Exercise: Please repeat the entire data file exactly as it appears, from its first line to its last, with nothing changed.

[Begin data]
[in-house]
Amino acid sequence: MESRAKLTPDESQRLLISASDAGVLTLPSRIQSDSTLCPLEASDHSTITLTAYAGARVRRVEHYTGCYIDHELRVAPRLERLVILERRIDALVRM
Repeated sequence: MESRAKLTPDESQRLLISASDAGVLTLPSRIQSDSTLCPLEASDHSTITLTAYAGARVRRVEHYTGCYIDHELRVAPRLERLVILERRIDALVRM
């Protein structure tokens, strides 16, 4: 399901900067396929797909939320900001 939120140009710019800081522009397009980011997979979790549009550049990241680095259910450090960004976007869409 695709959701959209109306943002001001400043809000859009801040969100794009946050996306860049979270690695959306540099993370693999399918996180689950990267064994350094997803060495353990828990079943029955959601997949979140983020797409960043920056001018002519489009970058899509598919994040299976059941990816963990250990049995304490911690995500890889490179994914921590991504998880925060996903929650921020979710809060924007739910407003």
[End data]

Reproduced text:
[in-house]
Amino acid sequence: MESRAKLTPDESQRLLISASDAGVLTLPSRIQSDSTLCPLEASDHSTITLTAYAGARVRRVEHYTGCYIDHELRVAPRLERLVILERRIDALVRM
Repeated sequence: MESRAKLTPDESQRLLISASDAGVLTLPSRIQSDSTLCPLEASDHSTITLTAYAGARVRRVEHYTGCYIDHELRVAPRLERLVILERRIDALVRM
């Protein structure tokens, strides 16, 4: 399901900067396929797909939320900001 939120140009710019800081522009397009980011997979979790549009550049990241680095259910450090960004976007869409 695709959701959209109306943002001001400043809000859009801040969100794009946050996306860049979270690695959306540099993370693999399918996180689950990267064994350094997803060495353990828990079943029955959601997949979140983020797409960043920056001018002519489009970058899509598919994040299976059941990816963990250990049995304490911690995500890889490179994914921590991504998880925060996903929650921020979710809060924007739910407003």